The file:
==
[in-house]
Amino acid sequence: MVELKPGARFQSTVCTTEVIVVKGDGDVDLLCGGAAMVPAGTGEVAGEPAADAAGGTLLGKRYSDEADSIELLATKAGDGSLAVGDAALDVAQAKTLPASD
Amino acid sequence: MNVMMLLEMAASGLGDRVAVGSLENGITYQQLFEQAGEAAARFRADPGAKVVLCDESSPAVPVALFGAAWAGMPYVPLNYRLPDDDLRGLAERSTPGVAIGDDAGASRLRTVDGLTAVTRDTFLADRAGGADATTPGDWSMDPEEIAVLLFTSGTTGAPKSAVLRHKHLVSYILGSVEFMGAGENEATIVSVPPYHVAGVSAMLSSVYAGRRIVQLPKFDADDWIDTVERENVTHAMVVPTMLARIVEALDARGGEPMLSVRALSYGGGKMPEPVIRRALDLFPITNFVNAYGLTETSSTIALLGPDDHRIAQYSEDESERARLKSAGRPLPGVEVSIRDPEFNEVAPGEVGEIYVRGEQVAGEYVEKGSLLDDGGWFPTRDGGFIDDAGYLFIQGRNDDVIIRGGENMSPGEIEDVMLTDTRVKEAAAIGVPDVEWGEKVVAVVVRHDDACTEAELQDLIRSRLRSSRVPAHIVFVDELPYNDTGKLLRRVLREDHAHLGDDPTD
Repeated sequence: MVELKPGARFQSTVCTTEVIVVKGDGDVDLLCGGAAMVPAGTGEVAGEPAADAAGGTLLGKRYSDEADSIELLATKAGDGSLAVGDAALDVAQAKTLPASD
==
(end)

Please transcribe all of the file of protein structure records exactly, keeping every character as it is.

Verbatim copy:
[in-house]
Amino acid sequence: MVELKPGARFQSTVCTTEVIVVKGDGDVDLLCGGAAMVPAGTGEVAGEPAADAAGGTLLGKRYSDEADSIELLATKAGDGSLAVGDAALDVAQAKTLPASD
Amino acid sequence: MNVMMLLEMAASGLGDRVAVGSLENGITYQQLFEQAGEAAARFRADPGAKVVLCDESSPAVPVALFGAAWAGMPYVPLNYRLPDDDLRGLAERSTPGVAIGDDAGASRLRTVDGLTAVTRDTFLADRAGGADATTPGDWSMDPEEIAVLLFTSGTTGAPKSAVLRHKHLVSYILGSVEFMGAGENEATIVSVPPYHVAGVSAMLSSVYAGRRIVQLPKFDADDWIDTVERENVTHAMVVPTMLARIVEALDARGGEPMLSVRALSYGGGKMPEPVIRRALDLFPITNFVNAYGLTETSSTIALLGPDDHRIAQYSEDESERARLKSAGRPLPGVEVSIRDPEFNEVAPGEVGEIYVRGEQVAGEYVEKGSLLDDGGWFPTRDGGFIDDAGYLFIQGRNDDVIIRGGENMSPGEIEDVMLTDTRVKEAAAIGVPDVEWGEKVVAVVVRHDDACTEAELQDLIRSRLRSSRVPAHIVFVDELPYNDTGKLLRRVLREDHAHLGDDPTD
Repeated sequence: MVELKPGARFQSTVCTTEVIVVKGDGDVDLLCGGAAMVPAGTGEVAGEPAADAAGGTLLGKRYSDEADSIELLATKAGDGSLAVGDAALDVAQAKTLPASD